Before joining the Classical Studies programme at Columbia, Peter read Literae Humaniores (Classics) at New College, Oxford, where he studied under Jane Lightfoot, Andy Meadows, Paolo Fait, and Georgy Kantor. For his BA degree there he took a variety of literature, history, and philosophy papers, ultimately focusing on Graeco-Roman history.
Peter’s research interests lie towards the geographical fringes of the Classical world – his current focus being the zenith and subsequent decline of the Seleucids. This is a fascinating area for which the evidence is at times slimmer than it might be, and where some parts have received considerably more attention than others. While the Western fall of the Seleucids to Rome has been widely discussed, their demise on the Eastern front and gradual fall to the Parthians has received less in the way of scholarly torchlight – an enticing prospect. (That said, events in the West are also of interest to Peter, in particular the Seleucid interactions with Judaea and the subsequent rise of the Hasmoneans.)
A combination of economic and geographical history will be at the centre of Peter’s research. He intends first to spend a couple of years learning Akkadian and Aramaic in detail, to make full use of the available religious and administrative records, alongside the Greek histories and numismatic & epigraphic evidence. Although the diachronic/comparative method has very frequently been a characteristic of Seleucid scholarship, Peter plans to employ this large-scale and, for his specific topic, to present a triptych of Achaemenids – Seleucids – (Romans &) Sassanids: landing firmly in a subject area where Classicists say you’re an Assyriologist, and Assyriologists say you’re a Classicist…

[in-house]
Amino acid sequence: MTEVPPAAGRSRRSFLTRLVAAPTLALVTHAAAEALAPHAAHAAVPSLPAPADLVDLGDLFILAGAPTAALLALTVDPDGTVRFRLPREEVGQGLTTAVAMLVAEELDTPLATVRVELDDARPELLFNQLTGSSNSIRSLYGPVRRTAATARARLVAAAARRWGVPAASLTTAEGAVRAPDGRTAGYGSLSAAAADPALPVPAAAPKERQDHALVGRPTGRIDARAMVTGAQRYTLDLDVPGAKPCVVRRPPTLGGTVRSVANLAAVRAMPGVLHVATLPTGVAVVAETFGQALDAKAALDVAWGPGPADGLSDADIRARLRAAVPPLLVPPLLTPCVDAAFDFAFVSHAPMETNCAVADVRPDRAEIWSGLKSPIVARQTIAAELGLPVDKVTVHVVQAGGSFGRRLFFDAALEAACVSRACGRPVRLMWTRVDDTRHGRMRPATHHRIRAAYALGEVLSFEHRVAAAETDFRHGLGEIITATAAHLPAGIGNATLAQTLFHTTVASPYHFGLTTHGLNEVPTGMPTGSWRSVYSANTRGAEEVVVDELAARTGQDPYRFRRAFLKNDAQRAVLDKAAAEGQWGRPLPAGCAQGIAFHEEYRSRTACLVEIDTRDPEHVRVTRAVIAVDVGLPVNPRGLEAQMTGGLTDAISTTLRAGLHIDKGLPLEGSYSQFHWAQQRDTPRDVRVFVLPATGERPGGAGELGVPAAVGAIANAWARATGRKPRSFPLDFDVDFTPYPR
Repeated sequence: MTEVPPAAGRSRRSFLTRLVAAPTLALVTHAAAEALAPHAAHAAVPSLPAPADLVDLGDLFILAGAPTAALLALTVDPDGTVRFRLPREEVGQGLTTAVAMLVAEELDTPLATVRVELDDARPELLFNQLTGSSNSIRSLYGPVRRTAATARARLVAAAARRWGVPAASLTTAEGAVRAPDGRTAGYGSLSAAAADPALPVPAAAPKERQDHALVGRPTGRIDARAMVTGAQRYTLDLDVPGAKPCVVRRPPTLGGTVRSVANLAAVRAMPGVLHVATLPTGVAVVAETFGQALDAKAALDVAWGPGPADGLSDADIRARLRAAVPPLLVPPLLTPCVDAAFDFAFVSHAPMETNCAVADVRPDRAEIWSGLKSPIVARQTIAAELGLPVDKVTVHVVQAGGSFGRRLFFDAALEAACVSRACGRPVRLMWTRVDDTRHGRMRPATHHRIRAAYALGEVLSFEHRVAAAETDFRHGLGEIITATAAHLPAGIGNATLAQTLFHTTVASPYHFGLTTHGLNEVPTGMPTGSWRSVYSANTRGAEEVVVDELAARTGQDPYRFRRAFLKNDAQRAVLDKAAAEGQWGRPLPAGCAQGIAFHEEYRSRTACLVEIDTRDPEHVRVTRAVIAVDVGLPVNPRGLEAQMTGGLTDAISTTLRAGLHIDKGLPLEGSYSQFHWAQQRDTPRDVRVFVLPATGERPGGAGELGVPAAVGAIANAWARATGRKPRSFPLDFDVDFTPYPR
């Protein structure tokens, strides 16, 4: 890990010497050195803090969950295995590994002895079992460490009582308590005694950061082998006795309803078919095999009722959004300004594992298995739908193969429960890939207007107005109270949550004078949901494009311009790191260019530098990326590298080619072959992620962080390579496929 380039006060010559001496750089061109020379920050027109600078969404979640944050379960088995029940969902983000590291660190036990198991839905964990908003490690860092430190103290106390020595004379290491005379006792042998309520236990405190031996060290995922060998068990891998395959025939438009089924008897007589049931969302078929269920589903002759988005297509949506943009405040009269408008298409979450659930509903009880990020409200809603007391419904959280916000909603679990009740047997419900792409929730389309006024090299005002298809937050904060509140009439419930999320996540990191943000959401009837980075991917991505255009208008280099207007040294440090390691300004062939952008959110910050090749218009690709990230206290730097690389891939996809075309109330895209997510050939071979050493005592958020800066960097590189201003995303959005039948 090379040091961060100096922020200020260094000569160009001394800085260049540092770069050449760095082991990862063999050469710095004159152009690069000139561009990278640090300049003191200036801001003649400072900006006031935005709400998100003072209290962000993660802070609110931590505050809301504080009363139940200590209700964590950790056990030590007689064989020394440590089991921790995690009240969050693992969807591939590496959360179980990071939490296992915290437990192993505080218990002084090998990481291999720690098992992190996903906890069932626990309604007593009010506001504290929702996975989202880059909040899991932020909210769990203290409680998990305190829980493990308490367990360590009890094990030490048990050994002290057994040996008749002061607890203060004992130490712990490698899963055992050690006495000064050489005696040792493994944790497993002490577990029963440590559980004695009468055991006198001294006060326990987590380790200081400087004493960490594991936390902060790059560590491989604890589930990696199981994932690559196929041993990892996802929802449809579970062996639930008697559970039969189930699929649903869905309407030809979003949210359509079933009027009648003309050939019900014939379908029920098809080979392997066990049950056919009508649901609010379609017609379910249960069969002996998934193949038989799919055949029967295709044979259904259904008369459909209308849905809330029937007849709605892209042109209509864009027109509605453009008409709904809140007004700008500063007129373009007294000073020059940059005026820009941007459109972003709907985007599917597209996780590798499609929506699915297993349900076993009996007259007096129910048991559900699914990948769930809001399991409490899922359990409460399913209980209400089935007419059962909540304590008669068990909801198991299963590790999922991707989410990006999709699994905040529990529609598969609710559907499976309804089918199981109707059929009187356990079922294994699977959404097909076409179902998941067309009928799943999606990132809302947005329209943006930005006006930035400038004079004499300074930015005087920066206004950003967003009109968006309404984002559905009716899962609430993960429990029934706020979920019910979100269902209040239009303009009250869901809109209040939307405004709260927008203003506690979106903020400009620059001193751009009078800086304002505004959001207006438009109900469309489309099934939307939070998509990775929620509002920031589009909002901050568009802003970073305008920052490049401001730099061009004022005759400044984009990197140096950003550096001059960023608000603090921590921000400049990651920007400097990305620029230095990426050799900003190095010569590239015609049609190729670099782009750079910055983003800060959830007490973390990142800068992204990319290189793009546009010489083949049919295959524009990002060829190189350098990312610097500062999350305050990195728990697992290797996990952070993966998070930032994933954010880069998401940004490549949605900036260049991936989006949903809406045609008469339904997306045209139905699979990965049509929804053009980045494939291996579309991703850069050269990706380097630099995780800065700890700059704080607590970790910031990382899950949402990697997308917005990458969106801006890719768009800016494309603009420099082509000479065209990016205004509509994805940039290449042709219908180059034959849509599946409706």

Away from the Seleucids, Peter remains keenly interested in the area which originally brought him to classical history - Roman Britain, particularly in the mid-/late third century: the effect (or not) of the temporary Britannic/Gallic ‘Roman’ empires in terms of governance, the military, art and architecture, and again the influence of geography on such changes.
Within Classics as a whole, Peter is also eager to see increased use (and, by extension, accessibility) of the Digital Humanities: in particular, linked data in general; the recent advances in 3D imaging (and, within numismatics, the potential for use of facial recognition in die studies); and digital inscription data systems. These pose a variety of interesting challenges, in that the underlying computer systems have now been developed but not necessarily with the humanities in mind, and meanwhile plenty (though by no means all) of the numismatic, epigraphic and archaeological evidence is available in a digital format, the numismatic currently in a rather better state than the rest. The focus is thus on adapting and structuring systems within predefined limits, rather than starting from square one, which presents interestingly different challenges to previous areas in Digital Humanities development.
In his limited free time, Peter is a keen singer (having been a tenor in the Choir of New College Oxford for four years, and – much earlier – a chorister at the Queen’s Chapel), and also loves hiking - when not found in an armchair with his nose in a new book. Interested in languages modern as well as ancient, Peter is also currently learning Japanese. You can visit his personal website. Email Peter Leigh.